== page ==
Edward Norton Returns to Director’s Chair for 1950s Detective Drama
The last time Edward Norton directed, it was nineteen years ago for a forgotten Ben Stiller romantic comedy called “Keeping the Faith.” Since then, the three time Oscar nominated actor has remained primarily in front of the camera, starring in several iconic movies across the twentieth century and only occasionally dabbling in producing, cinematography, or editing.
On November 1st, however, Norton returns to the director’s chair once again, this time for a gritty, 1950s detective drama based off of a screenplay he wrote. The film is called “Motherless Brooklyn.” It is an adaptation of a 1999 National Book Critics Circle Award-winning novel by Jonathan Lethem. Norton’s screenplay of the story will go down as his first writing credit.
Starring a Detective with a Disability, Never-Before-Seen on the Silver Screen
“Motherless Brooklyn” is about a private investigator working in mid-twentieth century New York City—Brooklyn, obviously. Played by Norton himself, the private eye is named Lionel Essrog, and despite his daring profession, he is an estranged and lonely man who suffers from Tourette’s Syndrome.
Stuttering, twitchy, and seemingly nervous all the time, Essrog is not your everyday Hollywood protagonist. He is vulnerable and smitten with anxiety, as the movie will show by telling the story from his point of view. Essrog is a new kind of character for Norton as well, for the actor usually plays the serious, smart, but oftentimes devilish lead. Not since “Primal Fear”, where he played a schizophrenic murder suspect, with a severe stutter, has he dabbled in this type of over-the-top character portrayal. That performance was his career debut, and breakthrough, earning a Golden Globe supporting actor win and an Oscar nomination for same.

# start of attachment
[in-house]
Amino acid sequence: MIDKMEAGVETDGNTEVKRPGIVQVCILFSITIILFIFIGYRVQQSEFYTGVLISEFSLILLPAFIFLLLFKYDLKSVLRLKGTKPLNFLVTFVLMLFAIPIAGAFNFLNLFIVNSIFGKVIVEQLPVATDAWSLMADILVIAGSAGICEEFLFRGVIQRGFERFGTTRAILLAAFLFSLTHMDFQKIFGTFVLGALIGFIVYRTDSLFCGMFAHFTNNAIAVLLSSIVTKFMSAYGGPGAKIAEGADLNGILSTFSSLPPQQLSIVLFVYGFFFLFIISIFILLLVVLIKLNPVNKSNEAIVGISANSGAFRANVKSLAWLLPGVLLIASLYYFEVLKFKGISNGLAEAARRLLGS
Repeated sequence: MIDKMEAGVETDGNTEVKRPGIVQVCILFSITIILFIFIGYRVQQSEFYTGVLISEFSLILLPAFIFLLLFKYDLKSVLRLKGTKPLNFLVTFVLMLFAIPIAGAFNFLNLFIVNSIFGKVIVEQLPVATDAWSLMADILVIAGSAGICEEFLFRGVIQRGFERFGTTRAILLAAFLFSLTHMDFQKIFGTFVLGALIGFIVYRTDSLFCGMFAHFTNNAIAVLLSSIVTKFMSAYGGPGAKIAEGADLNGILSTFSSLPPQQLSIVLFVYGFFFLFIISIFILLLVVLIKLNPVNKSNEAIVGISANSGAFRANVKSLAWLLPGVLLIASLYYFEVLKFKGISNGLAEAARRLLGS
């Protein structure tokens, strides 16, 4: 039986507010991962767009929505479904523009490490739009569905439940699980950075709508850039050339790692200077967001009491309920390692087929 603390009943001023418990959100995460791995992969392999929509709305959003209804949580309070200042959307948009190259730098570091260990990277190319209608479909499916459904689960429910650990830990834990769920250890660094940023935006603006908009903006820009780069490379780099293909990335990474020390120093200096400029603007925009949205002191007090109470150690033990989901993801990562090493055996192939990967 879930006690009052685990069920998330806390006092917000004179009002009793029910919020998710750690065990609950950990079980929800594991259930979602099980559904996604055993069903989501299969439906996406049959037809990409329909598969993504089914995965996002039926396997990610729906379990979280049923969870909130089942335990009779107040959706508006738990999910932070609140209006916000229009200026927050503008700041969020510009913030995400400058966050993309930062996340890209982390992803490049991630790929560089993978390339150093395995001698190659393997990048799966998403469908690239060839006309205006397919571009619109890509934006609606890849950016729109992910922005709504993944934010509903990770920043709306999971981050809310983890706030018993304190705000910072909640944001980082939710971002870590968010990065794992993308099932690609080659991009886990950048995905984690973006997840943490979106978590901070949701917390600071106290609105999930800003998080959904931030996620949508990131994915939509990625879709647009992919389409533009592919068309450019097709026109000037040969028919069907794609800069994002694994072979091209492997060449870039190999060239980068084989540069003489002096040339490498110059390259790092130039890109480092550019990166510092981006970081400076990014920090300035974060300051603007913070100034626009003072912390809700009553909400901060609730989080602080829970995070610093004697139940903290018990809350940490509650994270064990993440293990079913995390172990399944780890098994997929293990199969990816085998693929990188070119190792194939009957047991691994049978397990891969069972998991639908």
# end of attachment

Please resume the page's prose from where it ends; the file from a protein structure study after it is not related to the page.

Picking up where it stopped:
In the film, Essrog’s only friend is Frank Minna, his mentor played by Bruce Willis. After Minna is murdered, the crux of the story centers on Essrog trying to figure out who done it. Using his condition not as a disability, but as a resource for understanding and analyzing situations, Essrog employs his Tourette’s to his advantage, and they aid him in cracking the case.
Classic Oscar Bait Elements, perhaps, but Will it Play in 2020?
It is a classic detective story with an original twist. Everything about “Motherless Brooklyn” fits in with the bygone noir genre, but instead of having the leading character be overly hard-boiled, he is highly susceptible and must navigate a corrupt urban world while also dealing with his own inner-turmoil.
Alongside Norton and Willis, Alec Baldwin and Willem Dafoe also star in the film, making the cast pretty star studded. On top of disability, the movie’s themes will also include power, its limits, its ethics, and the layers of depravity that surround it. While the conventional noir genre may be dead in the twenty-first century, those themes have proven themselves timeless. Like any good noir film, “Motherless Brooklyn” is labyrinth-like in its structure and bound to throw a couple of unexpected narrative turns our way.
Although film noir may not be on the brink of a revival, “Motherless Brooklyn” could still be a stimulating project. The movie has clear talent and thematic relevance on its side, and the script is based off of popular source material that feels both familiar and fresh.
Given its 1950s setting and retro noir aspects, “Motherless Brooklyn” is not exactly doing anything to combat a whitewashed Hollywood. However, assuming that the movie handles it with appropriate sensitivity, we applaud Norton for bringing matters of disability to the big screen. Let’s hope that he plays the part with the grace it deserves, does right by the misunderstood trope, and perhaps even demystifies a few assumptions about the condition in the process.
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